In embodiments, the charge transport layer of the present disclosure comprises from about 25 weight percent (wt %) to about 75 wt % of all charge transport molecules and from about 75% to about 25% by weight of the film-forming polymeric binder resin, both by total weight of the charge transport layer. In specific embodiments, the charge transport layer comprises from about 45 wt % to about 55 wt % of all charge transport molecules and from about 55 wt % to about 45 wt % of the film-forming polymeric binder resin.

Different techniques may be utilized to mix and thereafter apply the charge transport layer coating mixture to the charge transporting layer. Typical application techniques include spraying, dip coating, roll coating, wire wound rod coating, and the like. Drying of the deposited coating may be effected by different techniques such as oven drying, infra red radiation drying, air drying and the like.

Generally, the thickness of the charge transport layer is from about 10 to about 50 micrometers, but thicknesses outside this range can also be used. In general, the ratio of the thickness of the hole transport layer to the charge generating layer is in embodiments from about 2:1 to 200:1 and in some instances from about 2:1 to about 400:1. In specific embodiments, the charge transport layer is from about 14 micrometers to about 26 micrometers thick.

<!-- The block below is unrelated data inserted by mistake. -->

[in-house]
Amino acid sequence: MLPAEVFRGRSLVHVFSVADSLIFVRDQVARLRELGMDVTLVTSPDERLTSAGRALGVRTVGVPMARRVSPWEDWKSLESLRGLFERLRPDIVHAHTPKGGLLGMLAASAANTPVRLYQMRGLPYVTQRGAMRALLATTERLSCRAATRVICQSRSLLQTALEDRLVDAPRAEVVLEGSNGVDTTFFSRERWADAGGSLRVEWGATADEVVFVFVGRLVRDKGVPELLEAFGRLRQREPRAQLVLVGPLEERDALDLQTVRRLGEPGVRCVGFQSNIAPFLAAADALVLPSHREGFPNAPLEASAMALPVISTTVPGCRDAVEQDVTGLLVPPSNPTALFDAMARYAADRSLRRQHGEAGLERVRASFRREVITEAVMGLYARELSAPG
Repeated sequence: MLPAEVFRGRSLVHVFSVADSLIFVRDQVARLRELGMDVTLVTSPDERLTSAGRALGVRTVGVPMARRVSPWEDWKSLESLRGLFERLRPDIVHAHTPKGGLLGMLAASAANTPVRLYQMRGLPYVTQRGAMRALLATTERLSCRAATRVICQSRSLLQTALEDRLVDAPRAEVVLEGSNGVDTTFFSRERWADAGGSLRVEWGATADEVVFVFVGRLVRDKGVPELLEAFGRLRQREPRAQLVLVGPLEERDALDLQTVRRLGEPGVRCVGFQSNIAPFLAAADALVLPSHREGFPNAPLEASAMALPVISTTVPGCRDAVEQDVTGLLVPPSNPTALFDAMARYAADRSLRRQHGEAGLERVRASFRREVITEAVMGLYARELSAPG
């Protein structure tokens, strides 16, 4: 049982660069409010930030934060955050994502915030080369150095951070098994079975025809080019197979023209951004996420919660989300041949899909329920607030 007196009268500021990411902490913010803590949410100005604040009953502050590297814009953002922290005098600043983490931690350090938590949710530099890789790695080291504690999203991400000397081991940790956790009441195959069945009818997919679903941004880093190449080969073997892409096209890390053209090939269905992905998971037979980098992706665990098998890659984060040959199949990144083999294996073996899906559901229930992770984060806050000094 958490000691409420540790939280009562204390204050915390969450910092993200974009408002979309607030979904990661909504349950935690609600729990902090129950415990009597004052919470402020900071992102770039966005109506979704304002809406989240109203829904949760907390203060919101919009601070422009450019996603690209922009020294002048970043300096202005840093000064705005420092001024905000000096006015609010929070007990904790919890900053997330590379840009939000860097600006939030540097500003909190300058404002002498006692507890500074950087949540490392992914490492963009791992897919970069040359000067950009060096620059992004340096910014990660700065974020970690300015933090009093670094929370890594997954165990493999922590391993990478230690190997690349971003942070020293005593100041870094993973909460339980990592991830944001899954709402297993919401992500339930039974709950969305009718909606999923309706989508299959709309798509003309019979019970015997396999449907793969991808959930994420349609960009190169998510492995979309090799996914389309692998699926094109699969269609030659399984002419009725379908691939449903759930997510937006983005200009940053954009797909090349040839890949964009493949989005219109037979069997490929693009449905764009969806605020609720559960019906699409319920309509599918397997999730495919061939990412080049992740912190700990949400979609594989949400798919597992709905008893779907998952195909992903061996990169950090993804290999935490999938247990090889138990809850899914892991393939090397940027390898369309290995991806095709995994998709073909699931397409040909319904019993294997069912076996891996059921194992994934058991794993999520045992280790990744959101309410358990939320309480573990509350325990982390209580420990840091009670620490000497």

The imaging member may also contain a narrow electrically conductive ground strip (not shown) coated at one edge of the imaging member belt in contact with the charge transport layer, charge generating layer and the conductive layer to effect electrical continuity. Ground strip formulations are well known; they are typically comprised of conductive particles dispersed in a film forming binder.

Although the disclosure has been described with respect to exemplary embodiments, it is not intended to be limited thereto. Those skilled in the art will recognize that variations and modifications including equivalents, substantial equivalents, similar equivalents and the like may be made therein which are within the spirit of the disclosure and the scope of the claims. The development of the present disclosure will further be illustrated in the following non-limiting working examples, it being understood that these examples are intended to be illustrative only and that the disclosure is not intended to be limited to the materials, conditions, process parameters and the like recited herein. All proportions are by weight unless otherwise indicated.

EXAMPLES Effect of Second:First Weight Ratio on Curl

The effect of the second:first weight ratio on the curl was determined. m-TBD was used as the first charge transport molecule and TTA was used as the second charge transport molecule. They were mixed with MAKROLON 5705, a commercially available polycarbonate thermoplastic polymer. The polymer and charge transport molecules were mixed in a 1:1 weight ratio (i.e. 50 wt % each). This mixture was then dissolved in methylene chloride to form a coating solution.

TTA:m-TBD weight ratios of 0:100, 33:67, 50:50, 67:33, or 100:0 were used. The 0:100 served as the control. Coating solutions having these weight ratios were coated onto a charge generating layer and dried at 135° C. for 5 minutes to form a charge transport layer. Each charge transport layer was 20 micrometers thick. A 1″×5″ piece was cut from each coating and the amount of curl was measured as the final distance between the two ends. A measurement of five inches indicates no curl; i.e. the five-inch piece remained flat. The results thus obtained are listed in Table 1 below: